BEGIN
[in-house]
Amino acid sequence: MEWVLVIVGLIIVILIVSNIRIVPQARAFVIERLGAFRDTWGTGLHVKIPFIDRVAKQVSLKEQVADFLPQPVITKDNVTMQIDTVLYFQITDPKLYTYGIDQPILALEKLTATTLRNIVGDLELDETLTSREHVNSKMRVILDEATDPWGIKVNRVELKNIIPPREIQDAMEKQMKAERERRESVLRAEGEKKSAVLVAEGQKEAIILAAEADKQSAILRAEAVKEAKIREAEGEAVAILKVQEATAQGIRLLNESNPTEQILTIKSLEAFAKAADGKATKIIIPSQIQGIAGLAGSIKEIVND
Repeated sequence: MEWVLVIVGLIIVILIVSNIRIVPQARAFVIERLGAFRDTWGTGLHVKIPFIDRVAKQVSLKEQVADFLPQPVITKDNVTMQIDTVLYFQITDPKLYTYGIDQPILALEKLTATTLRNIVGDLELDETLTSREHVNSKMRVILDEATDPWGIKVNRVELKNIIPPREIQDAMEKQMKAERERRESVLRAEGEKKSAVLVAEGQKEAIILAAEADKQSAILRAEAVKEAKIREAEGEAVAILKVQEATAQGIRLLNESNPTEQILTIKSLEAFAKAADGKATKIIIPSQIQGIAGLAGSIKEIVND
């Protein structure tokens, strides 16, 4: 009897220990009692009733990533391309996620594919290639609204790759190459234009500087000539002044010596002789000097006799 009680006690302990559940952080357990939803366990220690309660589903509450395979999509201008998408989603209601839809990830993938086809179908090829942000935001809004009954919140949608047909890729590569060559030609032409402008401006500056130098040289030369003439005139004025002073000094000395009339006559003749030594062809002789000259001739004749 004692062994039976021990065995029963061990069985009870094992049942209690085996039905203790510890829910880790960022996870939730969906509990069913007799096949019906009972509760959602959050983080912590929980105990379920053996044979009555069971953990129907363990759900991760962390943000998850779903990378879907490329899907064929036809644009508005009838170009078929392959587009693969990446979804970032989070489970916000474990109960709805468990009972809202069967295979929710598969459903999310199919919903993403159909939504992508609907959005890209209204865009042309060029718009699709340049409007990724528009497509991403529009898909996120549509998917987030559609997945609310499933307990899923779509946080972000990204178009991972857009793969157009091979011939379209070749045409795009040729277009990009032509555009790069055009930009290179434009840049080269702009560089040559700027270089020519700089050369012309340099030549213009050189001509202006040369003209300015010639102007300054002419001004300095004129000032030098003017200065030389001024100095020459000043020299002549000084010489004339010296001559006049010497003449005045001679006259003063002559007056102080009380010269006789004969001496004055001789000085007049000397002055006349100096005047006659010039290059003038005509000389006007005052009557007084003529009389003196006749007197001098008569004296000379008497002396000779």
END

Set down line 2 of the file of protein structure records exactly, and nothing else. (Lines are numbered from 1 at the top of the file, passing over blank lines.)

Amino acid sequence: MEWVLVIVGLIIVILIVSNIRIVPQARAFVIERLGAFRDTWGTGLHVKIPFIDRVAKQVSLKEQVADFLPQPVITKDNVTMQIDTVLYFQITDPKLYTYGIDQPILALEKLTATTLRNIVGDLELDETLTSREHVNSKMRVILDEATDPWGIKVNRVELKNIIPPREIQDAMEKQMKAERERRESVLRAEGEKKSAVLVAEGQKEAIILAAEADKQSAILRAEAVKEAKIREAEGEAVAILKVQEATAQGIRLLNESNPTEQILTIKSLEAFAKAADGKATKIIIPSQIQGIAGLAGSIKEIVND